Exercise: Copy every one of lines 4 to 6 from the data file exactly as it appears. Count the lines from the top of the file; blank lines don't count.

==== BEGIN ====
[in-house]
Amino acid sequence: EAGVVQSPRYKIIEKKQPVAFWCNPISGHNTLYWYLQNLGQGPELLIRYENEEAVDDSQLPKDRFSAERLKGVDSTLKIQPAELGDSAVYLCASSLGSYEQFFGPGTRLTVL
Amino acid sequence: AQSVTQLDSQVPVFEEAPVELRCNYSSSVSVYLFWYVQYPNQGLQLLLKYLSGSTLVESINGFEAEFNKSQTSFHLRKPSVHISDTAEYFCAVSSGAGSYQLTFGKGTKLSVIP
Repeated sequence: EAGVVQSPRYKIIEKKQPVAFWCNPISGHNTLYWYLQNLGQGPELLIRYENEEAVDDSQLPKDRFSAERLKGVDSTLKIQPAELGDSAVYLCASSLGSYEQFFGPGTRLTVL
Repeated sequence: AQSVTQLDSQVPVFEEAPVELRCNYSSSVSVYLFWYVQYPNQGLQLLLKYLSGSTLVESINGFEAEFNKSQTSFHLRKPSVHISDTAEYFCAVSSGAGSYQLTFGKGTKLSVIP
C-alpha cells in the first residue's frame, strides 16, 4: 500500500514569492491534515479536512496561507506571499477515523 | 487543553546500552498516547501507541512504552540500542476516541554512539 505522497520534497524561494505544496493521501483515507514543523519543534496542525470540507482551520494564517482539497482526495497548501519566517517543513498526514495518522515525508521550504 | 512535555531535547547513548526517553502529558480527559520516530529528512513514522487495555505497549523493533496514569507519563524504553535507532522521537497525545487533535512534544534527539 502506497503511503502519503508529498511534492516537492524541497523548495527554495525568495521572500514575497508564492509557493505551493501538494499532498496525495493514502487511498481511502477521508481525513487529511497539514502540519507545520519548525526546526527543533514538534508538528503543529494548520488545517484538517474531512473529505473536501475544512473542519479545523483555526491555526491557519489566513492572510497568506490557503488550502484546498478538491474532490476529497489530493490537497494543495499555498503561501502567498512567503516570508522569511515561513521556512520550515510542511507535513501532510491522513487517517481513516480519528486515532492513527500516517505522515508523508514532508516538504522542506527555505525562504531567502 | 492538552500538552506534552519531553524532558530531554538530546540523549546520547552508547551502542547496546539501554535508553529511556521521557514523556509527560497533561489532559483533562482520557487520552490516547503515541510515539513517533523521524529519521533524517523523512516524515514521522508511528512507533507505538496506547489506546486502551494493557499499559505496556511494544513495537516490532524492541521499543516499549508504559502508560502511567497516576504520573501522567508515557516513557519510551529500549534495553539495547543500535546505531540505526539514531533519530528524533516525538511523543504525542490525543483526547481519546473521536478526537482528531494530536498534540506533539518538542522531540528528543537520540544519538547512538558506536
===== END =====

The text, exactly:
Repeated sequence: EAGVVQSPRYKIIEKKQPVAFWCNPISGHNTLYWYLQNLGQGPELLIRYENEEAVDDSQLPKDRFSAERLKGVDSTLKIQPAELGDSAVYLCASSLGSYEQFFGPGTRLTVL
Repeated sequence: AQSVTQLDSQVPVFEEAPVELRCNYSSSVSVYLFWYVQYPNQGLQLLLKYLSGSTLVESINGFEAEFNKSQTSFHLRKPSVHISDTAEYFCAVSSGAGSYQLTFGKGTKLSVIP
C-alpha cells in the first residue's frame, strides 16, 4: 500500500514569492491534515479536512496561507506571499477515523 | 487543553546500552498516547501507541512504552540500542476516541554512539 505522497520534497524561494505544496493521501483515507514543523519543534496542525470540507482551520494564517482539497482526495497548501519566517517543513498526514495518522515525508521550504 | 512535555531535547547513548526517553502529558480527559520516530529528512513514522487495555505497549523493533496514569507519563524504553535507532522521537497525545487533535512534544534527539 502506497503511503502519503508529498511534492516537492524541497523548495527554495525568495521572500514575497508564492509557493505551493501538494499532498496525495493514502487511498481511502477521508481525513487529511497539514502540519507545520519548525526546526527543533514538534508538528503543529494548520488545517484538517474531512473529505473536501475544512473542519479545523483555526491555526491557519489566513492572510497568506490557503488550502484546498478538491474532490476529497489530493490537497494543495499555498503561501502567498512567503516570508522569511515561513521556512520550515510542511507535513501532510491522513487517517481513516480519528486515532492513527500516517505522515508523508514532508516538504522542506527555505525562504531567502 | 492538552500538552506534552519531553524532558530531554538530546540523549546520547552508547551502542547496546539501554535508553529511556521521557514523556509527560497533561489532559483533562482520557487520552490516547503515541510515539513517533523521524529519521533524517523523512516524515514521522508511528512507533507505538496506547489506546486502551494493557499499559505496556511494544513495537516490532524492541521499543516499549508504559502508560502511567497516576504520573501522567508515557516513557519510551529500549534495553539495547543500535546505531540505526539514531533519530528524533516525538511523543504525542490525543483526547481519546473521536478526537482528531494530536498534540506533539518538542522531540528528543537520540544519538547512538558506536